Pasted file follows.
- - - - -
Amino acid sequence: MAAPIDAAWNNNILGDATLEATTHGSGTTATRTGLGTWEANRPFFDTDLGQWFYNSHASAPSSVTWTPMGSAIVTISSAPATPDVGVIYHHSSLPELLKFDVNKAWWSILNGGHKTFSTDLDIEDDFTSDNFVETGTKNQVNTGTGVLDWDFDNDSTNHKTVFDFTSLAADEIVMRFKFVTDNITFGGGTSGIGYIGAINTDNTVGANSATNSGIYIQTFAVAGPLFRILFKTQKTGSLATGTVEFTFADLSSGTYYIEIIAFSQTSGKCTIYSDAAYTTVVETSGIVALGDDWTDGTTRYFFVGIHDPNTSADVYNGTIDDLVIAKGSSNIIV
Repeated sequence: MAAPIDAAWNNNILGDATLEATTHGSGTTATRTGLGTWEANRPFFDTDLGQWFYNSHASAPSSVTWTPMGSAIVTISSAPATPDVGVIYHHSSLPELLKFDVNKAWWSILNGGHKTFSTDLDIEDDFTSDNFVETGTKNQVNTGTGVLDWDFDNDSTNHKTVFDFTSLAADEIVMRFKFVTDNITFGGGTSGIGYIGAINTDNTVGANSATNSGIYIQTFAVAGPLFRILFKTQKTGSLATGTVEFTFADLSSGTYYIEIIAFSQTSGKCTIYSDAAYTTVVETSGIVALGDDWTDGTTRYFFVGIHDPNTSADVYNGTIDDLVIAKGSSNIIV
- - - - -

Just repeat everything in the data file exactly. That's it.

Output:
Amino acid sequence: MAAPIDAAWNNNILGDATLEATTHGSGTTATRTGLGTWEANRPFFDTDLGQWFYNSHASAPSSVTWTPMGSAIVTISSAPATPDVGVIYHHSSLPELLKFDVNKAWWSILNGGHKTFSTDLDIEDDFTSDNFVETGTKNQVNTGTGVLDWDFDNDSTNHKTVFDFTSLAADEIVMRFKFVTDNITFGGGTSGIGYIGAINTDNTVGANSATNSGIYIQTFAVAGPLFRILFKTQKTGSLATGTVEFTFADLSSGTYYIEIIAFSQTSGKCTIYSDAAYTTVVETSGIVALGDDWTDGTTRYFFVGIHDPNTSADVYNGTIDDLVIAKGSSNIIV
Repeated sequence: MAAPIDAAWNNNILGDATLEATTHGSGTTATRTGLGTWEANRPFFDTDLGQWFYNSHASAPSSVTWTPMGSAIVTISSAPATPDVGVIYHHSSLPELLKFDVNKAWWSILNGGHKTFSTDLDIEDDFTSDNFVETGTKNQVNTGTGVLDWDFDNDSTNHKTVFDFTSLAADEIVMRFKFVTDNITFGGGTSGIGYIGAINTDNTVGANSATNSGIYIQTFAVAGPLFRILFKTQKTGSLATGTVEFTFADLSSGTYYIEIIAFSQTSGKCTIYSDAAYTTVVETSGIVALGDDWTDGTTRYFFVGIHDPNTSADVYNGTIDDLVIAKGSSNIIV